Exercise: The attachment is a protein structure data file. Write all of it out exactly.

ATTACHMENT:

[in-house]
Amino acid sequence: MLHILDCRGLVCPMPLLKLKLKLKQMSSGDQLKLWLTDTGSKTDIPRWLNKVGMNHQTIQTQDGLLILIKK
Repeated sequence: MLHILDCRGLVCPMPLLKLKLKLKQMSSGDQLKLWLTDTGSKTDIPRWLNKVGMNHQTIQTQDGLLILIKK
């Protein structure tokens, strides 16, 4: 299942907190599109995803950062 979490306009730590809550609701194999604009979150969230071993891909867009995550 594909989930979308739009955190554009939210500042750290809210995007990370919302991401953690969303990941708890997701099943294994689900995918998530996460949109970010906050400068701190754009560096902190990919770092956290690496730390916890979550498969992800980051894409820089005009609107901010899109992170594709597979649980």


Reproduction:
[in-house]
Amino acid sequence: MLHILDCRGLVCPMPLLKLKLKLKQMSSGDQLKLWLTDTGSKTDIPRWLNKVGMNHQTIQTQDGLLILIKK
Repeated sequence: MLHILDCRGLVCPMPLLKLKLKLKQMSSGDQLKLWLTDTGSKTDIPRWLNKVGMNHQTIQTQDGLLILIKK
């Protein structure tokens, strides 16, 4: 299942907190599109995803950062 979490306009730590809550609701194999604009979150969230071993891909867009995550 594909989930979308739009955190554009939210500042750290809210995007990370919302991401953690969303990941708890997701099943294994689900995918998530996460949109970010906050400068701190754009560096902190990919770092956290690496730390916890979550498969992800980051894409820089005009609107901010899109992170594709597979649980």